Two initiatives in central banking circles have attracted global attention as of late, one by the U.S., the other by Europe. The two new policies are different in nature, but both are a departure from past practices— something that may eventually put the two central banks’ credibility at stake.

The first is the Average Inflation Targeting (AIT), which the U.S. Federal Reserve initiated in August 2020 — a departure from the conventional framework of inflation-targeting. The Fed set a 2% long-term inflation target in 2012, but actual inflation has remained disappointingly below the target and long-term inflation expectations have been sluggish over the past two years.

Theoretically, the new framework should be more powerful in terms of raising inflation, since the duration of the current monetary easing measures of a virtually zero-interest rate policy will surely be extended, given that the underperforming period of the previous policy will be added to the future period of maintaining the low interest rate course.

Under the new framework, the Fed intends to offset periods that undershot the 2% target with periods that overshot the target rate. For example, if an inflation rate of 1.5% continued for the past three years, the current low interest rate policy will be maintained until an inflation rate of around 2.5% is achieved from now on for the next three years or longer, which would average out to the 2% target.

As individuals, companies and markets fully understand this and begin to expect future inflation to be higher and stabilize at around 2%, these changes will immediately lead to a higher actual inflation rate and long-term inflation expectation.

However, the Federal Reserve adopted this looser form of average inflation targeting without indicating how precisely and how long the average 2% will be pursued. As Federal Reserve Chair Jerome Powell admittedly called it, it’s a “flexible form.”

As a result, the difference from the conventional framework has become too ambiguous for the public to understand. Perhaps because of this, long-term inflation expectations after the announcement have remained sluggish. The vague expression may be due to the fear that inflation might accelerate excessively if inflation exceeding 2% is permitted for many years.

Furthermore, there are new risks in the new framework.

As long as the inflation rate doesn’t rise above 2%, the current low interest rates will have to be maintained — which could erode confidence in monetary policy. It’s a high-risk tactic, because no additional monetary easing tools were added.

Maintaining excessively low interest rates for too long could spur the depreciation of the dollar, which would further flood the global financial sector with excess liquidity, leading to asset bubbles. That would further cause a disconnect from the real economy, as well as worsening income and asset inequality.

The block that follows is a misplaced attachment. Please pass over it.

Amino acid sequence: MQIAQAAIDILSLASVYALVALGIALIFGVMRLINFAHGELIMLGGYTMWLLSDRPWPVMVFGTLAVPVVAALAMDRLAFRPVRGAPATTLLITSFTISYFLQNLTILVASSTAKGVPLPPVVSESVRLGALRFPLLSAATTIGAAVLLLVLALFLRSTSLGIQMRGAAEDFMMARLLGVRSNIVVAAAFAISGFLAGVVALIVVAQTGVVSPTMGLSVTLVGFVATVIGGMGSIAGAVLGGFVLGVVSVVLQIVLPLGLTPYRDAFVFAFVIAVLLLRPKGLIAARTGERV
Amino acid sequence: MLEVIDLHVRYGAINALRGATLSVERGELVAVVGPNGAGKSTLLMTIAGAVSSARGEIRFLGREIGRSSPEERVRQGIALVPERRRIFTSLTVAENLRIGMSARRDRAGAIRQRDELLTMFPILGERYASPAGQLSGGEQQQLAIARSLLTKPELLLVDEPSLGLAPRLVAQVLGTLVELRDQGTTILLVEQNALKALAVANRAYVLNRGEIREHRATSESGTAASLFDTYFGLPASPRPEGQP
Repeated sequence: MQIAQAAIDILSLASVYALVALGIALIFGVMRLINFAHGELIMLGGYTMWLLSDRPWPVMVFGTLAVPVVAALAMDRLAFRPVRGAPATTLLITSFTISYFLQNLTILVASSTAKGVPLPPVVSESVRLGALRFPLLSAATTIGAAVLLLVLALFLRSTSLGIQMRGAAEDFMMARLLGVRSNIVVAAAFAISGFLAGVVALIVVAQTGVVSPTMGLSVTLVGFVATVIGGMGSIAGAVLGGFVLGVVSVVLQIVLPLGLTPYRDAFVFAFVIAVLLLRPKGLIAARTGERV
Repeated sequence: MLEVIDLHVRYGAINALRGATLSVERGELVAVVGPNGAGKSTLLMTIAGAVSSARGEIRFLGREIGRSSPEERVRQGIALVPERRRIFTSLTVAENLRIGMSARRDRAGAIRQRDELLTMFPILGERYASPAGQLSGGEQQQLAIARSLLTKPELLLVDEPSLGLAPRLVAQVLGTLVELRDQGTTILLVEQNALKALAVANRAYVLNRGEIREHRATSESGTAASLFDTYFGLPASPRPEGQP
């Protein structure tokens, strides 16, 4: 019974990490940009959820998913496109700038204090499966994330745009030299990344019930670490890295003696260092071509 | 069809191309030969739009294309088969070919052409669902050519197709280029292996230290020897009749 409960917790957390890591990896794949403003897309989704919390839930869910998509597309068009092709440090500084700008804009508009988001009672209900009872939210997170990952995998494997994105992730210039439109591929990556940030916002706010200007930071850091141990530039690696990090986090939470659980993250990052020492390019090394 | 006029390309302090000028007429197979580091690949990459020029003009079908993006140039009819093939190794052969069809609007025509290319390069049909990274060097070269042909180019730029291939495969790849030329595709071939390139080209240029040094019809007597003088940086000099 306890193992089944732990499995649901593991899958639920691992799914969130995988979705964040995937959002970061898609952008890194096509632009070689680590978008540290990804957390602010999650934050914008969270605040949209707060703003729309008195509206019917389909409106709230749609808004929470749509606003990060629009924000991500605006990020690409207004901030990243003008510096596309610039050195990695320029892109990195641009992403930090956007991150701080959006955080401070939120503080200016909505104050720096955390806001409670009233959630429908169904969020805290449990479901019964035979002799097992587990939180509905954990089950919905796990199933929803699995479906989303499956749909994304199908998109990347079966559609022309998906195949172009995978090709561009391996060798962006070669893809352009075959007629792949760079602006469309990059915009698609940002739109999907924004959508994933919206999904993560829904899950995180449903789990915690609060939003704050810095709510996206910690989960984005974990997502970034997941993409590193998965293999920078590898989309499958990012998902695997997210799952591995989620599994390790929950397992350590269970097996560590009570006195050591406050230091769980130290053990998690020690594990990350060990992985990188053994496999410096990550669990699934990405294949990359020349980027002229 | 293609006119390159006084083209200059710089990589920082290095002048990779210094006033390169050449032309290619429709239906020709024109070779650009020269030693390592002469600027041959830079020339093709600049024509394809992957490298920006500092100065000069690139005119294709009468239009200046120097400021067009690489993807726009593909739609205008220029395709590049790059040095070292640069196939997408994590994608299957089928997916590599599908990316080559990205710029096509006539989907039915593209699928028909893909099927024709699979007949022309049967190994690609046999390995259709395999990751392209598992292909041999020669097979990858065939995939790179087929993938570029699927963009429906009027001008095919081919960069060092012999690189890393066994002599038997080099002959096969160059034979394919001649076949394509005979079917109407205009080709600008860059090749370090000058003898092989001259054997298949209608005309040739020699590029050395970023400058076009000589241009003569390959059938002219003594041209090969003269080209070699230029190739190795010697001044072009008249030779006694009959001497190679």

On the other hand, the European Central Bank (ECB) issued a positive, forward-looking initiative in September. Beginning next year, it will accept sustainability-linked bonds as collateral for bank loans and as assets eligible for its asset-purchase programs.

While the ECB has been buying green bonds in the private sector, this move is in line with the European Union’s new growth strategy of a so-called “European Green Deal,” which will promote investment and employment in industries and projects that contribute to the greening of the environment, such as renewable energy.

To that end, the EU has developed a framework to classify environmentally sustainable economic activities. The ECB will focus on sustainability-linked bonds whose coupons are tied to performance targets based on environmental objectives set out in the EU’s taxonomy regulation and others.

Before assuming her current post, Christine Lagarde, the president of the ECB, expressed her willingness to work on the greening of assets held by the ECB. Criticism has been growing that many of the corporate bonds held by the ECB are issued by companies with high emissions.

The ECB is currently conducting a monetary policy strategy review that also includes how it can respond to climate change. The ECB maintains a market-neutral principle of buying financial assets based on the size of the market for each asset. This principle may be abandoned in the future to promote the greening of assets through the active purchases of bonds issued by companies with low emission track records.

If that happens, the time may come when the central bank may place greater emphasis on environmental sustainability in its operations — in addition to its traditional mandates of price and financial stability. The flip side is that the ECB may become overburdened by having additional objectives when it has already been failing to achieve the price stability target of about 2% for the better part of the last eight years.

Both central banks face challenges ahead in demonstrating the credibility of their respective monetary policies if the inflation target cannot be achieved.

Further monetary easing may become inevitable for the Fed to make the AIT effective and for the ECB to justify greater emphasis on the environment.

Sayuri Shirai is a professor at Keio University and a former Policy Board member of the Bank of Japan.

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